The Labour party has announced that it would seek to reintroduce the 10p rate of income tax, funding this through a tax on properties over £2 million — a so-called ‘mansion tax’.
Chris Groves, a wealth planning partner at Withers, has an interesting take on the news.
‘The debate misses a fundamental point,’ he says, ‘which is that a mansion tax for some properties worth more than £2 million is already due to be introduced on 6 April, in the form of the Annual Residential Property Tax.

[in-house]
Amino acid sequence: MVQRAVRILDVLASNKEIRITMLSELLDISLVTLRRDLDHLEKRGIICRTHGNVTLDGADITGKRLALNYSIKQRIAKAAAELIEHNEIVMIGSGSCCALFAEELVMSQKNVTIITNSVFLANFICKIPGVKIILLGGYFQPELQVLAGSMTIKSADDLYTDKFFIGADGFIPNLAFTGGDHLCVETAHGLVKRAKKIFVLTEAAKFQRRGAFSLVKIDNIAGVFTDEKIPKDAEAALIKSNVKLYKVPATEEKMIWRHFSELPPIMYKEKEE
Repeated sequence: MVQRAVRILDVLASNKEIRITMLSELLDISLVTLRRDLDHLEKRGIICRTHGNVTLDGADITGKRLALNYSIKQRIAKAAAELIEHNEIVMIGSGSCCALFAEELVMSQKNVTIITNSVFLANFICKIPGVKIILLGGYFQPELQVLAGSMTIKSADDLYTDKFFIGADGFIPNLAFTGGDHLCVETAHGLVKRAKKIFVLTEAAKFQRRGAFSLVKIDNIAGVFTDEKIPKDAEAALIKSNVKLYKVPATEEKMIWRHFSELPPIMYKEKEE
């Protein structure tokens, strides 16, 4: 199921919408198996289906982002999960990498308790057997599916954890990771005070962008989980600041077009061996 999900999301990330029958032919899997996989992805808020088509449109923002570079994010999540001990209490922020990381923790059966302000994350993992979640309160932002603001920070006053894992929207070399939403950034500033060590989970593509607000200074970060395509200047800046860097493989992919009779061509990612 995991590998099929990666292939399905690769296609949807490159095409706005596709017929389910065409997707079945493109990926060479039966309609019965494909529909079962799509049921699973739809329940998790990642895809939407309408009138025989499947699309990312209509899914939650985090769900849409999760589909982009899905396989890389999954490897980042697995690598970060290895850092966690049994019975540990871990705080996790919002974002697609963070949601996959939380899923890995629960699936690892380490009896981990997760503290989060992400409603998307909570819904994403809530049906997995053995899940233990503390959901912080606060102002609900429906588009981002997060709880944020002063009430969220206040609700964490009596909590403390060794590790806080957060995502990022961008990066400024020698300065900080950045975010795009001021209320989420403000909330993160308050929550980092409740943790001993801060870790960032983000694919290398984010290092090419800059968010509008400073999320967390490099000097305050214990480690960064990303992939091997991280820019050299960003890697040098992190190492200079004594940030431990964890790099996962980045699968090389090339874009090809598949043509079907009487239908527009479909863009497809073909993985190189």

‘The ARPT will apply to residential properties worth more than £2m owned by offshore companies. While the ARPT has been presented as a targeted anti-avoidance measure to encourage the direct ownership of property, it clearly sets out how many of the practical objections to a mansion tax can be overcome.
‘For property owners currently faced with a decision as to whether to restructure ownership of UK residential property to avoid liability to the ARPT, the possibility of a general mansion tax being introduced after 2015 can only encourage the retention of existing corporate structures and defeat the original intention of the ARPT legislation.’
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